Gentoo Archives: gentoo-security

From: Robert Larson <robert@×××××××××.com>
To: gentoo-security@l.g.o
Subject: Re: [gentoo-security] hosts.{allow,deny} vs. iptables.
Date: Thu, 13 Oct 2005 17:39:24
Message-Id: 200510131232.32817.robert@sixthings.com
In Reply to: [gentoo-security] hosts.{allow,deny} vs. iptables. by Peter Volkov
On Thursday 13 October 2005 02:26 am, Peter Volkov wrote:
> Can anybody explain the differences, pro/con between the mentioned two > approaches in the subject?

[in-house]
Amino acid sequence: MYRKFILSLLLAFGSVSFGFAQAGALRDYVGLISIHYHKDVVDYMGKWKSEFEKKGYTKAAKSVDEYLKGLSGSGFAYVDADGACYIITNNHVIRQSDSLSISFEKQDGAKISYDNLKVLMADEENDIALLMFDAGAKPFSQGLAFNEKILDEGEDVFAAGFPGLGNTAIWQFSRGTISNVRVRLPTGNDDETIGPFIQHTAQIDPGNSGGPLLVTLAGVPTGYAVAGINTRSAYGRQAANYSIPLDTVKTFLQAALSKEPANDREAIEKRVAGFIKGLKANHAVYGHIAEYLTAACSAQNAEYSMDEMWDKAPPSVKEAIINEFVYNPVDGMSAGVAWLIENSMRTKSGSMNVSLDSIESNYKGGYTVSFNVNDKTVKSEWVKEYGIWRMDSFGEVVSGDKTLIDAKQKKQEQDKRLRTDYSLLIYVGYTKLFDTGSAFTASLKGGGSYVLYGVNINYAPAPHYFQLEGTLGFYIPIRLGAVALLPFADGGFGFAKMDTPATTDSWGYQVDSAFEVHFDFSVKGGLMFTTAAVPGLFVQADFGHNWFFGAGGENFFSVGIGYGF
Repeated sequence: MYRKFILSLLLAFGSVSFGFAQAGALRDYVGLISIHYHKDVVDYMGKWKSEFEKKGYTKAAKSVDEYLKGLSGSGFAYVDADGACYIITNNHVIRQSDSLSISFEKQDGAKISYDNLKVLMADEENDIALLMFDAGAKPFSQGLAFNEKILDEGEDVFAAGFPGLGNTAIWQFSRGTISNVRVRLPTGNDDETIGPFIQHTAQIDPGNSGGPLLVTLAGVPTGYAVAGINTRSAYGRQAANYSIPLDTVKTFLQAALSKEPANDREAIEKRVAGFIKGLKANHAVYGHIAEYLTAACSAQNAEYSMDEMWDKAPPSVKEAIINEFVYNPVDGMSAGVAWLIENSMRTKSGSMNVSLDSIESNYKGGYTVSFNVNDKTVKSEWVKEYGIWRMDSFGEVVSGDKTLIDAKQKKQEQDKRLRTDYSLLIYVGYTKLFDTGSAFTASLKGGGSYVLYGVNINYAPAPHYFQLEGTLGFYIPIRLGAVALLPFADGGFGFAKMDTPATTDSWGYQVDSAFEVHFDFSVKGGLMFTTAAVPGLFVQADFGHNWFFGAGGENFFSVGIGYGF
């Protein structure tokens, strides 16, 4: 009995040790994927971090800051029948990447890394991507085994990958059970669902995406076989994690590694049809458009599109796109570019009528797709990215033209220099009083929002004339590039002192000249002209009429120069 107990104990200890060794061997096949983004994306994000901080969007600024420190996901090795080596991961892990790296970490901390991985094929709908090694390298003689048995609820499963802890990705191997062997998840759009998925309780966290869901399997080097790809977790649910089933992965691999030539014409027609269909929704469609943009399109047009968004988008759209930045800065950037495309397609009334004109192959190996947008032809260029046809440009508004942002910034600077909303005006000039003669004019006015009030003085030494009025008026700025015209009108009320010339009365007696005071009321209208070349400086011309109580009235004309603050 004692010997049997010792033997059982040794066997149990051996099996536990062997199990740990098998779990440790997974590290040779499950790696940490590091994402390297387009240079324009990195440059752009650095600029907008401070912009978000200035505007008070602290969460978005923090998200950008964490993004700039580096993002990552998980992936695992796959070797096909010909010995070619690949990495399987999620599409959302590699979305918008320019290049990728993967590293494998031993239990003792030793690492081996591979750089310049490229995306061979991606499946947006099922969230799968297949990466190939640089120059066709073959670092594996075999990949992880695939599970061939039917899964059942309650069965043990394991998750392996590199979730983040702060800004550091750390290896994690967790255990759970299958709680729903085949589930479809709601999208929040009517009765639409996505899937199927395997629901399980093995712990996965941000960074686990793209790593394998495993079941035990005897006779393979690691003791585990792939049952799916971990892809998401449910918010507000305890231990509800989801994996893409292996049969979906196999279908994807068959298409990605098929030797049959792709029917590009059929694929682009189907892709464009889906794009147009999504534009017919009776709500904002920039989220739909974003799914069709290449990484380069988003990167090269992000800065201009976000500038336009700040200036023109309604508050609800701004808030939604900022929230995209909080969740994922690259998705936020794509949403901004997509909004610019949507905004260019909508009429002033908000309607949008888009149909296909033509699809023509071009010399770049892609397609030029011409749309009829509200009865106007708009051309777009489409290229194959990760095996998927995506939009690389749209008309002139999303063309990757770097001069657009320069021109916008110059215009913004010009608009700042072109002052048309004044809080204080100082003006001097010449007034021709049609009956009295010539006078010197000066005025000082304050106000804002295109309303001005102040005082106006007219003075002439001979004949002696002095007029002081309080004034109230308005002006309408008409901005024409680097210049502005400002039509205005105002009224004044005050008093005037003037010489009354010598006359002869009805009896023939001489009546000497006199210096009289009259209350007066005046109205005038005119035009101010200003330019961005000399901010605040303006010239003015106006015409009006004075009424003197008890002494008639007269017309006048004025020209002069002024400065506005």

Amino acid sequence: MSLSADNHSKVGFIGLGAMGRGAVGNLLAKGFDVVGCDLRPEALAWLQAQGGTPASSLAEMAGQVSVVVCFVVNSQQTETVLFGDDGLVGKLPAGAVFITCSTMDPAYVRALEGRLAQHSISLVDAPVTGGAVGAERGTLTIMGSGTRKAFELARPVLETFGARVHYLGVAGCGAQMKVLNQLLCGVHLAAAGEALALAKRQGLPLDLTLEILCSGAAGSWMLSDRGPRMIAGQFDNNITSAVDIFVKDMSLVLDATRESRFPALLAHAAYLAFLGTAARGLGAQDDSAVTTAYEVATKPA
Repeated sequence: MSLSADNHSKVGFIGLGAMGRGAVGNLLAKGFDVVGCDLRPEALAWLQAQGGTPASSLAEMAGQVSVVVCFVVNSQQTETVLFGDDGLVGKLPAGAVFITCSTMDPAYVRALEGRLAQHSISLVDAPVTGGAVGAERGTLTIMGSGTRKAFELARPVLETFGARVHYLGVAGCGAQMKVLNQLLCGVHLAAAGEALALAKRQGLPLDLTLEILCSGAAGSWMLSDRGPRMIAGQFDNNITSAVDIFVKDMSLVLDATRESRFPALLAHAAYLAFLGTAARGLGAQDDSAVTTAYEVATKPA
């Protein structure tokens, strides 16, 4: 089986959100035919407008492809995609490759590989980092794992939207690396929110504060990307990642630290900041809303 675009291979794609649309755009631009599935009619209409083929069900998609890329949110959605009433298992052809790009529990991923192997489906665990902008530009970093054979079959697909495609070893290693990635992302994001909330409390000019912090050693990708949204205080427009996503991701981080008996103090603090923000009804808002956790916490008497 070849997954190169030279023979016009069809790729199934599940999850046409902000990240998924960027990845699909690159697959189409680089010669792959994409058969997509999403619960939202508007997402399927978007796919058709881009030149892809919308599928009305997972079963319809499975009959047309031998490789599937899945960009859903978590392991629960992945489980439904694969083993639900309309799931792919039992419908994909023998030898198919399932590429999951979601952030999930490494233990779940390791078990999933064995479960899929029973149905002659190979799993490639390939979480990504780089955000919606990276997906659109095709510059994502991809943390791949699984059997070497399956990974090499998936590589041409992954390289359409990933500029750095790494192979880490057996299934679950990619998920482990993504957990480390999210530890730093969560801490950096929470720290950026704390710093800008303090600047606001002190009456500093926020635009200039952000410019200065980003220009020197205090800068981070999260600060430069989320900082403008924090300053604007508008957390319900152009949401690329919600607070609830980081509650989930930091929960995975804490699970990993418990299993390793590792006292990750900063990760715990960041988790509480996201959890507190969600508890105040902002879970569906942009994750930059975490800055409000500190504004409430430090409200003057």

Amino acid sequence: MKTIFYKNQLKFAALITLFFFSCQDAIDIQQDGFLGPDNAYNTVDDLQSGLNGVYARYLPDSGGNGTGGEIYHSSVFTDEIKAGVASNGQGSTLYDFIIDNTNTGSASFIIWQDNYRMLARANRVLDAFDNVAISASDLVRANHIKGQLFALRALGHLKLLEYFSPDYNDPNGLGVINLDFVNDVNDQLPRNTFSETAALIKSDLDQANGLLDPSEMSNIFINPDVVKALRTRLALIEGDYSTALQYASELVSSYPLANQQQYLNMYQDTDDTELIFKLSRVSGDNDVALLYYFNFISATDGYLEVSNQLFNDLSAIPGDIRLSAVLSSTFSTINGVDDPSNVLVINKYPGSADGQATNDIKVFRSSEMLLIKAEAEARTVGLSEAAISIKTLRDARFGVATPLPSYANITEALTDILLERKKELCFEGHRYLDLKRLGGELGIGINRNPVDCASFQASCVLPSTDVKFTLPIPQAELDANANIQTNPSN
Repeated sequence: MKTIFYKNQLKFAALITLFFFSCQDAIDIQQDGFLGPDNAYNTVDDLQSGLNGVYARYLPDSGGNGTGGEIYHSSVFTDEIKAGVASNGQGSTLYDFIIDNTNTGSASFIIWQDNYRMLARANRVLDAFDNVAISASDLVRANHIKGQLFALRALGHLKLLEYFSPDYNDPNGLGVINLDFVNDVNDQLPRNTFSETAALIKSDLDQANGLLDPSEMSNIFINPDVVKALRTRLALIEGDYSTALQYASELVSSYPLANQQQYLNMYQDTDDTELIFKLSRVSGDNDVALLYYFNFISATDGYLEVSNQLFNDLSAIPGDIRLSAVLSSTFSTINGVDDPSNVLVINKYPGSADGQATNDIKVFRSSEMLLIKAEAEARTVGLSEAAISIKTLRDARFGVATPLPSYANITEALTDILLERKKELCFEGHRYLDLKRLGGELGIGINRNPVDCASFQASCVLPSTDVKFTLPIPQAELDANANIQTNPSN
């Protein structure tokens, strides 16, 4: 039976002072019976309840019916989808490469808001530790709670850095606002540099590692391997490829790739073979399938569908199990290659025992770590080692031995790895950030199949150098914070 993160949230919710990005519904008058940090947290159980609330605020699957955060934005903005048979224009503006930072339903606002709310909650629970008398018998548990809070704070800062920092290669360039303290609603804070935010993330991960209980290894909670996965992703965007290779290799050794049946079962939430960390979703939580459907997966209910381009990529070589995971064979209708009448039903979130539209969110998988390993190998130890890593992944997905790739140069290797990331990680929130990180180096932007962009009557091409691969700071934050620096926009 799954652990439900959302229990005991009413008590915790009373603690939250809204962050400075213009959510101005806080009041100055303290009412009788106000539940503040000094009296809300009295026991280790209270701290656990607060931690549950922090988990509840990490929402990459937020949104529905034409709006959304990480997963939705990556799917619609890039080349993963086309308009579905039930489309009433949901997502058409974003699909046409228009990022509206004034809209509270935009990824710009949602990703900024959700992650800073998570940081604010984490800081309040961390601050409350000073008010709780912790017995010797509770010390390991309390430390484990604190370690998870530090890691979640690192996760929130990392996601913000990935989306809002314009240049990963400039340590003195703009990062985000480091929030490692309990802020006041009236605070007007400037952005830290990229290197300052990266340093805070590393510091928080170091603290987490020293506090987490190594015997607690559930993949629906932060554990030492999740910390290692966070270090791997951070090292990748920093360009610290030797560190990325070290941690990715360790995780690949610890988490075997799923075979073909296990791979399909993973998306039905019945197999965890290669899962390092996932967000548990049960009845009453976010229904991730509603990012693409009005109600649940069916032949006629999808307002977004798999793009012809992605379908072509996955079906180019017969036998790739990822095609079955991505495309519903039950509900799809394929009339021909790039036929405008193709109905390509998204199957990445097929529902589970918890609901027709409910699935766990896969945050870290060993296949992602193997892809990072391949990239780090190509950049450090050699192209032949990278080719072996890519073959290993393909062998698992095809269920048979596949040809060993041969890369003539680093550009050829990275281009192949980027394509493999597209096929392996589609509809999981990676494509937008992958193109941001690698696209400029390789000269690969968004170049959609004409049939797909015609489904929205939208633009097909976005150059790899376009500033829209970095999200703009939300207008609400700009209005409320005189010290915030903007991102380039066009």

First, I must say that this is a very interesting read on the original intended purpose of tcpd: ftp://ftp.porcupine.org/pub/security/tcp_wrapper.txt.Z IMO, security works best in layers. So, why not use both? I see the following downsides: - hosts.(allow|deny) seems to be implementation specific in the sense that not everything supports it. You might need to check to see if it's supported, or simply use tcpwrappers/inetd if it is not. - IPTables is platform specific, in that not every (*nix) operating system uses it. On the other hand, these days it seems easier to setup a firewall in some form of a firewall builder app/script that can compile firewalls for multiple platforms from a centralized workstation. Then have it push the firewalls out to each host and restart them appropriately. Perhaps someday these apps may provide hosts.(allow|deny) support(?). If forced to choose, I would go with firewalls (or rather, IPTables), you have a lot more options especially when the firewall is stateful. My 0.02.. Robert -- gentoo-security@g.o mailing list